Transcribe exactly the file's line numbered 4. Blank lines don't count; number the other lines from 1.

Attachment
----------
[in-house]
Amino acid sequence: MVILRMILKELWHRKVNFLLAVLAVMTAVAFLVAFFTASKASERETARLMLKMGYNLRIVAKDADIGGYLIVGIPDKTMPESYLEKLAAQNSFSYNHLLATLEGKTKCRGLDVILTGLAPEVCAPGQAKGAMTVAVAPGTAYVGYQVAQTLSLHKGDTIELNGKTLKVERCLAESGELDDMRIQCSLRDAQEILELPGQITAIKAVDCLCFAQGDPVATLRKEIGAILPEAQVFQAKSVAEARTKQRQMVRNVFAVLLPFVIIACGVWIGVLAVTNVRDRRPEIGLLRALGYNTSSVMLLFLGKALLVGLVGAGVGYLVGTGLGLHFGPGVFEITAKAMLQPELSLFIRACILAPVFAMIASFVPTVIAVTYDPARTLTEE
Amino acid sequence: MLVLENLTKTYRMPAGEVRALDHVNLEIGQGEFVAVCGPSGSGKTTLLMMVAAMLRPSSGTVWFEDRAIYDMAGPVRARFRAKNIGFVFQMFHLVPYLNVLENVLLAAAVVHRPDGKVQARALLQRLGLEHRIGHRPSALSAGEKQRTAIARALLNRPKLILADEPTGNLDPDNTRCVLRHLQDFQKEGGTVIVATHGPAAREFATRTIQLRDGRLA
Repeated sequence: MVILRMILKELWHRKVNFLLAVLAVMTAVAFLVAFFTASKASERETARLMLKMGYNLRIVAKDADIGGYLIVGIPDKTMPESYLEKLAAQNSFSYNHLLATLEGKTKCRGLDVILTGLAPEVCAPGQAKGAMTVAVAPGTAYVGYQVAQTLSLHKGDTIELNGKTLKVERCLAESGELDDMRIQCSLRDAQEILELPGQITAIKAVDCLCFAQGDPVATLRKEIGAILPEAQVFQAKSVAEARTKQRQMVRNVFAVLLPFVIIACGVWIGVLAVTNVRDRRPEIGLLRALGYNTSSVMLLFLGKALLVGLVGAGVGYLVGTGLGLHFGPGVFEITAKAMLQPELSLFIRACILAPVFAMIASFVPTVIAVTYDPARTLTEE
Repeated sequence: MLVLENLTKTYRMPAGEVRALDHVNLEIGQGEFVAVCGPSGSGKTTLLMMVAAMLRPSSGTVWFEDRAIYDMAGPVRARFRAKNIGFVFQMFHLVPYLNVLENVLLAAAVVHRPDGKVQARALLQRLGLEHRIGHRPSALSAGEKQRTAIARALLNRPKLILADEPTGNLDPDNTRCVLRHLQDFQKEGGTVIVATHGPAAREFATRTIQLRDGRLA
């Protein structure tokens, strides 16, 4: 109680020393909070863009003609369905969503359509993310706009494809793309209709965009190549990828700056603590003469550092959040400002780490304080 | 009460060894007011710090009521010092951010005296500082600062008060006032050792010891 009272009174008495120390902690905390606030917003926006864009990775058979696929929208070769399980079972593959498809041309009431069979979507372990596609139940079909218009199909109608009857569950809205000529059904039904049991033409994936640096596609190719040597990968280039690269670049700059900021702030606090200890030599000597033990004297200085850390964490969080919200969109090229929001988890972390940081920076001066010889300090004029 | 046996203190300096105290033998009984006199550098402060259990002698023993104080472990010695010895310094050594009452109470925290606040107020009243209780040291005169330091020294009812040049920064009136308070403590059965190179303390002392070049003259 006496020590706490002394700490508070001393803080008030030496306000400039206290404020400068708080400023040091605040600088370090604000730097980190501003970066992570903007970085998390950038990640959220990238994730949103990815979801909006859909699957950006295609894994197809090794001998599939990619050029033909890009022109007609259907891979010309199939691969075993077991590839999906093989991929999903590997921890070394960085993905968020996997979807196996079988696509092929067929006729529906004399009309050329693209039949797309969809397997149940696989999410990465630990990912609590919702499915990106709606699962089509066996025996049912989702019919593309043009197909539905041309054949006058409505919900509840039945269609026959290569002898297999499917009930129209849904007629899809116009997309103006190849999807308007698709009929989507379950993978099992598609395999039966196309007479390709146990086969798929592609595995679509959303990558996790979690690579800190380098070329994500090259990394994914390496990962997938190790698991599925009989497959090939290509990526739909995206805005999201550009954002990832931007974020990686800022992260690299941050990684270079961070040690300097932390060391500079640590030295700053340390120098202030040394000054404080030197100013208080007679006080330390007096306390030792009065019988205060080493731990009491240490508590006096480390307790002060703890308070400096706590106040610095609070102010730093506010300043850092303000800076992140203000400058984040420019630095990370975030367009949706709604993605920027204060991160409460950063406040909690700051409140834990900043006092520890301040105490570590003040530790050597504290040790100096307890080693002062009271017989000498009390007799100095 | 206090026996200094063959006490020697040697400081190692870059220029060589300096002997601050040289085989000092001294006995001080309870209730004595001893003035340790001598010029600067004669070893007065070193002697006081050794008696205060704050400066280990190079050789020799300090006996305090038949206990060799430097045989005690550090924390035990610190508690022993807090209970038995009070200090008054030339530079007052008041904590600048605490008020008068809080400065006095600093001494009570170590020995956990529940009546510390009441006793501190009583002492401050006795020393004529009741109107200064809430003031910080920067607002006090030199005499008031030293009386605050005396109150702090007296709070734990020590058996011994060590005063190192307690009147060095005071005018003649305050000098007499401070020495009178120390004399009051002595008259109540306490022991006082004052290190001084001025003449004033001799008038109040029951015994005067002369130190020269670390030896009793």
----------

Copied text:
Repeated sequence: MVILRMILKELWHRKVNFLLAVLAVMTAVAFLVAFFTASKASERETARLMLKMGYNLRIVAKDADIGGYLIVGIPDKTMPESYLEKLAAQNSFSYNHLLATLEGKTKCRGLDVILTGLAPEVCAPGQAKGAMTVAVAPGTAYVGYQVAQTLSLHKGDTIELNGKTLKVERCLAESGELDDMRIQCSLRDAQEILELPGQITAIKAVDCLCFAQGDPVATLRKEIGAILPEAQVFQAKSVAEARTKQRQMVRNVFAVLLPFVIIACGVWIGVLAVTNVRDRRPEIGLLRALGYNTSSVMLLFLGKALLVGLVGAGVGYLVGTGLGLHFGPGVFEITAKAMLQPELSLFIRACILAPVFAMIASFVPTVIAVTYDPARTLTEE